Demand for animal feed is on the rise worldwide and dairy cattle is no exception. But where will all the feed come from? One emerging option is algae meal, a product or co-product from algal biofuels production. To study algae meal as feed for dairy cattle, University of Minnesota recently completed a feed-trial of PetroAlgae‘s micro-crop meal to determine how it performed. The trial discovered that it performed as well as alfalfa in dairy cattle diets. The global market for dairy feed from alfalfa alone is estimated at 400 million metric tons by the United Nations Food and Agriculture Organization.
The study encompassed a continuous 6-week feeding trial of a statistically significant sample of 36 dairy cows living in barns housed at the University of Minnesota. It measured the algae meal against a 17.5 percent protein alfalfa diet and measured nutrient intake, milk yield and composition. With the positive results, PetroAlgae anticipates its micro-crop meal will be highly competitive in the feed market.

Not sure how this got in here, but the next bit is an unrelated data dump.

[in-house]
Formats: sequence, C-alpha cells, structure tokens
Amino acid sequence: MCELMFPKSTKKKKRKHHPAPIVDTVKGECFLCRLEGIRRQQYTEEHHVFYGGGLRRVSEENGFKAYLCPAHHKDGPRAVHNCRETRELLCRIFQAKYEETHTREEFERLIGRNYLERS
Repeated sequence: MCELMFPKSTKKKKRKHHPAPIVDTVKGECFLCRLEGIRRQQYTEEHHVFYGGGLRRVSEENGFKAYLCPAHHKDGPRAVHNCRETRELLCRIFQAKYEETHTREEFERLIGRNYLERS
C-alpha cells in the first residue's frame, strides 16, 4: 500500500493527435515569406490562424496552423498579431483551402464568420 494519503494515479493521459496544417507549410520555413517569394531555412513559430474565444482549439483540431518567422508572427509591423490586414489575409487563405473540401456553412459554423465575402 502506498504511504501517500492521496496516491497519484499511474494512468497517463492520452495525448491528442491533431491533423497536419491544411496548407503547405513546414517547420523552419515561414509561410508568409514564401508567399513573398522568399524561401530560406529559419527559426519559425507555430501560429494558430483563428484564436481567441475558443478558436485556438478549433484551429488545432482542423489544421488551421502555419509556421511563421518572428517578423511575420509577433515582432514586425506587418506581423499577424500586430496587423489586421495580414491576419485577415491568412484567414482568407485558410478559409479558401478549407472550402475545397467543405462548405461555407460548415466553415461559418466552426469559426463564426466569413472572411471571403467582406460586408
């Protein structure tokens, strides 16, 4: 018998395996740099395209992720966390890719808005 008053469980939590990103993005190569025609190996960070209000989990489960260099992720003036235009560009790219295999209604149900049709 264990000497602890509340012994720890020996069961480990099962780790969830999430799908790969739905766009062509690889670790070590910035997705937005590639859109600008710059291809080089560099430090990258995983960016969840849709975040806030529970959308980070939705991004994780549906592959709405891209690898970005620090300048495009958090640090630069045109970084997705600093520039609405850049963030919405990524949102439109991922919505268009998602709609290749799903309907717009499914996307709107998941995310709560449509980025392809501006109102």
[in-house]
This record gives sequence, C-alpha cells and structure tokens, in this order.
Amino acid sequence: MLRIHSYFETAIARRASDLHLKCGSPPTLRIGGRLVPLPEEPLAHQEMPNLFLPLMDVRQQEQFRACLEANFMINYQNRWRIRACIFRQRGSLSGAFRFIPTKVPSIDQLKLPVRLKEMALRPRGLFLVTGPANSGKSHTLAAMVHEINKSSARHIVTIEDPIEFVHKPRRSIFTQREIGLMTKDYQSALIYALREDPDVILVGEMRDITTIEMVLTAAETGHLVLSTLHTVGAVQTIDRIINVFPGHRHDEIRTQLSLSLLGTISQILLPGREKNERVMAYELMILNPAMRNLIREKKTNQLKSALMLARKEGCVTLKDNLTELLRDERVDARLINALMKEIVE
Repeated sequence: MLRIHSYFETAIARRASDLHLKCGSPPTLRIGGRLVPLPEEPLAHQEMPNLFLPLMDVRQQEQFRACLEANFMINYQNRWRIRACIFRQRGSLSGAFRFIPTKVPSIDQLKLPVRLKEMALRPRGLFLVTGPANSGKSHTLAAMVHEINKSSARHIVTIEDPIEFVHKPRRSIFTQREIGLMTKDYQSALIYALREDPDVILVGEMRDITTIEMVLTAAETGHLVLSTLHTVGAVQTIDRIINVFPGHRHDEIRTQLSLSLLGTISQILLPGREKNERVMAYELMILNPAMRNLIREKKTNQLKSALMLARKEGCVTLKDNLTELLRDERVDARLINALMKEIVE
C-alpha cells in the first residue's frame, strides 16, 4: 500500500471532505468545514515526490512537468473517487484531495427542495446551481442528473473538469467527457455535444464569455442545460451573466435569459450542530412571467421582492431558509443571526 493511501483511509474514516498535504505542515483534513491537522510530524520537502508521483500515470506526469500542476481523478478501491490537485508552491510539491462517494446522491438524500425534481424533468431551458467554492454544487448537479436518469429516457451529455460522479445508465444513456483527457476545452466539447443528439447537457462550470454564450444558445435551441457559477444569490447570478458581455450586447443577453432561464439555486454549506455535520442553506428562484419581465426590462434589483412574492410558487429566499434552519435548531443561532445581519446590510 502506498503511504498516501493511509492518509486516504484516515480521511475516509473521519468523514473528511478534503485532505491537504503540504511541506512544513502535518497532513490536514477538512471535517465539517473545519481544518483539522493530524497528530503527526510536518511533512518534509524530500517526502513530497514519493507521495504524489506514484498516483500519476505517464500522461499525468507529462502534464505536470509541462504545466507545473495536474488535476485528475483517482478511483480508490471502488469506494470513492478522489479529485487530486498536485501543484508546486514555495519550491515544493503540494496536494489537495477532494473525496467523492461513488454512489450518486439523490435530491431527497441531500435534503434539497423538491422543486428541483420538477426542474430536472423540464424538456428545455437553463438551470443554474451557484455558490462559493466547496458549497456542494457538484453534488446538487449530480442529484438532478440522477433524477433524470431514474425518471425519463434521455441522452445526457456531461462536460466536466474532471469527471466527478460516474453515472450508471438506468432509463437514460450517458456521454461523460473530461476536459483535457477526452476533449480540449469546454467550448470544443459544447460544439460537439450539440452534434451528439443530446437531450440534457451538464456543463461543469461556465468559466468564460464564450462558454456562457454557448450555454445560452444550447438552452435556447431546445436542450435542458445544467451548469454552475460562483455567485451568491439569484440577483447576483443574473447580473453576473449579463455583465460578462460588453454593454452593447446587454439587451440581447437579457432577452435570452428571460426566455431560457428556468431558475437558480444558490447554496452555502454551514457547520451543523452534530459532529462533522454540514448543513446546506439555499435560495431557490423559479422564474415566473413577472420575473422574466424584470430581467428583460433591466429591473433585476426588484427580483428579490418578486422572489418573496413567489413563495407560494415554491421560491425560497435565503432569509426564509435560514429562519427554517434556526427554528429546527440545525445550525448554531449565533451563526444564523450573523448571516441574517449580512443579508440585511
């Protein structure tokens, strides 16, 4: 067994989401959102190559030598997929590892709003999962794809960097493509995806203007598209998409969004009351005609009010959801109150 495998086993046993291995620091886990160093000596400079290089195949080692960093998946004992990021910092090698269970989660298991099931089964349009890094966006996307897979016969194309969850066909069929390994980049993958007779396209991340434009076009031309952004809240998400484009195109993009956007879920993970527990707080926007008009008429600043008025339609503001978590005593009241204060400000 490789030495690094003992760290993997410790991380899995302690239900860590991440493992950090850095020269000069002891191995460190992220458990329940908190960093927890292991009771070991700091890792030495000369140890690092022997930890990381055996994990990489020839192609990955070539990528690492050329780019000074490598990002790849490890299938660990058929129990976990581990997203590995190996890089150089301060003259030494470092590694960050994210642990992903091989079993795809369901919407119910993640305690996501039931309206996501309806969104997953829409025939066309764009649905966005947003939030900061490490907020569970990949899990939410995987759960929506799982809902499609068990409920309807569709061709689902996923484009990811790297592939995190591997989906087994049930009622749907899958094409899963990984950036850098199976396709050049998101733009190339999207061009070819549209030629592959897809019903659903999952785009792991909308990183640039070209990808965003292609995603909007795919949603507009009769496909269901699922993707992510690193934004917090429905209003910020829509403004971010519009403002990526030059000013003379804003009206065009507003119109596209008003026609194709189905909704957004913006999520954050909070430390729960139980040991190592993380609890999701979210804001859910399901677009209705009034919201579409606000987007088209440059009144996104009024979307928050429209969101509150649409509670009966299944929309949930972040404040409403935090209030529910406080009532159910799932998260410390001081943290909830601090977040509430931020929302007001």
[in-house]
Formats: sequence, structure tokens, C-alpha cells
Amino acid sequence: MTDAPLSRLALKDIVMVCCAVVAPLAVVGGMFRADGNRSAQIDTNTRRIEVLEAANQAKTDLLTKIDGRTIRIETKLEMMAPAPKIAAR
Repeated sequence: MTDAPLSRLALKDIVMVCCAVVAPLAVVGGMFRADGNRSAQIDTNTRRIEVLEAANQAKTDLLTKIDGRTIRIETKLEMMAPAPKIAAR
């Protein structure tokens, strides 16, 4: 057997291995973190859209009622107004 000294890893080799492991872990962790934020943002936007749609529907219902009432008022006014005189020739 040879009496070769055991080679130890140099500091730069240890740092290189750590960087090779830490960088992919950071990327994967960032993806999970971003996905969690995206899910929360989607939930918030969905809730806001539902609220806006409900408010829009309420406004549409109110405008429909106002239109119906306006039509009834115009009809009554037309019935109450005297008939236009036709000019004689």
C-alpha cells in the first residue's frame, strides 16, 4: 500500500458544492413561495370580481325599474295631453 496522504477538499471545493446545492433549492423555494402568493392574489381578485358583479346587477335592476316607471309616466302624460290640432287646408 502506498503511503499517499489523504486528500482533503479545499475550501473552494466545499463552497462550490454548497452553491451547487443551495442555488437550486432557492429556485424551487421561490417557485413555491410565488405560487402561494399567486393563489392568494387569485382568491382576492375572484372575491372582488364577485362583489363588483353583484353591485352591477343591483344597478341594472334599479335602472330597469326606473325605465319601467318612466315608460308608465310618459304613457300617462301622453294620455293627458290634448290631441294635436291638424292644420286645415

The University of Minnesota study is the first to validate PetroAlgae micro-crop meal in the dairy diet against the industry standard. Several key findings included algae meal having higher dairy efficiency values, higher energy values than alfalfa, and algae meal matched the alfalfa diet in milk, milk yield, body score, and body weight.
“The results of this study show that PetroAlgae micro-crop meal is a desirable ingredient for high producing dairy cattle and that it performed comparably to high-protein alfalfa meal,” said Dr. Noah Litherland, who performed the study at the University of Minnesota. “We are encouraged to see this product perform so well against one of the more universally understood products in dairy nutrition.”
Litherland added, “There is also an intriguing opportunity to alter the lipid composition of the meat and milk for added human health benefit.”
Who knows, in the not to distant future farmer’s may be growing algae for feed and fuel alongside alfalfa and other crops.